The piece that I'm writing now is a piece that is involved with fragments of material; just the presentation of fragments of material. There's no implication of the material. But that's another story. I'm not interested in the aspect of completing, or satisfying a need to make what we think is that terrific, integrated piece of music. I agree with Kafka: We already know everything. So there's no need for me to finish the piece in terms of anyone's expectations, which include my own.
Q: You mean that there's no reason for you to put something in an arch form because we know about arches already?
FELDMAN: Most concepts of form that one can articulate about appear to be involved with a series of chronological insights that succeed in only a relatively short work. Most musical forms are really only "short stories" which begin, develop, and end.
With the violin concerto I wrote recently (it's only an hour and a half), I wrote a "row for the moment." I spent seven hours working on a twelve-tone row that I use only for three measures of the piece. And then the piece goes on, and about ten pages later, I felt that what I wanted was to have a little frame, and inside the frame I wanted some beautiful symmetry. Symmetry isn't my bag, but I needed some beautiful symmetry at that moment. I then quote a row of Webern that is a prototype of perfect symmetry. (It's a famous row.) I just quote it, like someone will quote a tune; but I only quoted it for its symmetry. I also used it as a kind of quasi-cadenza for the soloist. And then I just went on with the piece.
Then I had another idea. All right, I'm not interested in symmetry, so I quote Webern. I'm also not at all interested in intervallic relationships. But I felt the piece needed some "intervallic logic." So I quote another row of Webern's. Actually, without that moment of symmetry, without that other moment of lucid intervallic relationships, the piece would have lost a lot. In other words, in writing a long piece, I would make curious moves but only for the moment. Decisions that I would never think of, say, in composing a twenty-minute composition. You want a piece to be logical. Well, you're not going to sit down and have a ten-course meal of logic; you're satisfied with just an hors d'oeuvre, a little logical hors d'oeuvre served to you by a famous waiter! You want a piece to be beautiful. OK, give them a moment of beauty - how much more do you need? So what happens in a long piece is that sooner or later you go through the whole parameter of possibilities, and everybody's going to get something out of it, I'm sure. The form of a long piece is more like a novel - there's plenty of time for everything.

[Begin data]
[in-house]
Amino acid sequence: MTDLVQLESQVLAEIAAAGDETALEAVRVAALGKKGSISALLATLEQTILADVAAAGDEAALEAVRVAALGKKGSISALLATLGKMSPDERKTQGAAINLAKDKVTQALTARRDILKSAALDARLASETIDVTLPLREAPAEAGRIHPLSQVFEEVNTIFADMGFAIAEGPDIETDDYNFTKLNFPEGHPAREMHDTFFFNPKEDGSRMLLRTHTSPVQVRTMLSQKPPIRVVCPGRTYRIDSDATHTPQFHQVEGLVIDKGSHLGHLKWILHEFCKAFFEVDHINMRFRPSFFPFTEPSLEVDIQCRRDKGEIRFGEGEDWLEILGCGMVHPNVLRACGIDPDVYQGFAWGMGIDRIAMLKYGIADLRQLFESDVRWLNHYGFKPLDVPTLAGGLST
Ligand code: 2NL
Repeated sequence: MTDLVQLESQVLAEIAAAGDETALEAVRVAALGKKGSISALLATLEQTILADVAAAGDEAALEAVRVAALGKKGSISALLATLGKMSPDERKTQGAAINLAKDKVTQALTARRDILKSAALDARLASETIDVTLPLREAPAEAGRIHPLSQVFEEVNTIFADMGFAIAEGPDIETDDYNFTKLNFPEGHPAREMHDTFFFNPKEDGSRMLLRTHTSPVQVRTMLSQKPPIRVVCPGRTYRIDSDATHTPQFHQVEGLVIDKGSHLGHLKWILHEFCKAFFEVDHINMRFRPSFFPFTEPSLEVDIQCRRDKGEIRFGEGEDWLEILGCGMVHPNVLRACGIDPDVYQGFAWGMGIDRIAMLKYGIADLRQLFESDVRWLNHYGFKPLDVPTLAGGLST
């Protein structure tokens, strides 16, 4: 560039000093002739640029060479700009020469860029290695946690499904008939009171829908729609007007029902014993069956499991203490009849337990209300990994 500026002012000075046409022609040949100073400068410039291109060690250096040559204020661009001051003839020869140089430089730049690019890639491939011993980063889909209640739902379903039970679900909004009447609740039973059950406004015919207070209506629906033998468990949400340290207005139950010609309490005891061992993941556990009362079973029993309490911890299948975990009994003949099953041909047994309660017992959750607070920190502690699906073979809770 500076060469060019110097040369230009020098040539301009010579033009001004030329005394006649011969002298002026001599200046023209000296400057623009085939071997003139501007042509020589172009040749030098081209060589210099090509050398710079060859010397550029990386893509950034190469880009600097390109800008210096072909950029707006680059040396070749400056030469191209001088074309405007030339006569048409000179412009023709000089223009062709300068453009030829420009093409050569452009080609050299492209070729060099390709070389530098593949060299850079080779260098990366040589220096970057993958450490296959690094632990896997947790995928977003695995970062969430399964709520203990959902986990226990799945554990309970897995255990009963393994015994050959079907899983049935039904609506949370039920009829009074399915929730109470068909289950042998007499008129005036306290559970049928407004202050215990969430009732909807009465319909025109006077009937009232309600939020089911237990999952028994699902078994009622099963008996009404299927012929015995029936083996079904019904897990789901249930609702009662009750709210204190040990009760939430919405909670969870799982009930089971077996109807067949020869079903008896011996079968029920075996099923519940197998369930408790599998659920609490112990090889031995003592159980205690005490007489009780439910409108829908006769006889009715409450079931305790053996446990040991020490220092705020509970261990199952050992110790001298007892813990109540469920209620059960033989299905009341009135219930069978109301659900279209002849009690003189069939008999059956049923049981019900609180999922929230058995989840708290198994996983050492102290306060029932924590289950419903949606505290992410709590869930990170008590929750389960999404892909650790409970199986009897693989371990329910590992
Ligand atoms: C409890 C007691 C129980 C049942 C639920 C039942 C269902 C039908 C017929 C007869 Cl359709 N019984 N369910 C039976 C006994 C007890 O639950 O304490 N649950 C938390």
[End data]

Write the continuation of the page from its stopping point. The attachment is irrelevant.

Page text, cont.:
In Rothko Chapel, I felt the piece needed a tune, so instead of writing a tune, I took a tune I wrote when I was 15. That's the photograph aspect. And even Webern is a photograph: an old, torn photograph of interval relationships; an old, brown, dirty photograph of symmetry!
Q: All we've been able to read about your studies with Stefan Wolpe was that the two of you argued all the time.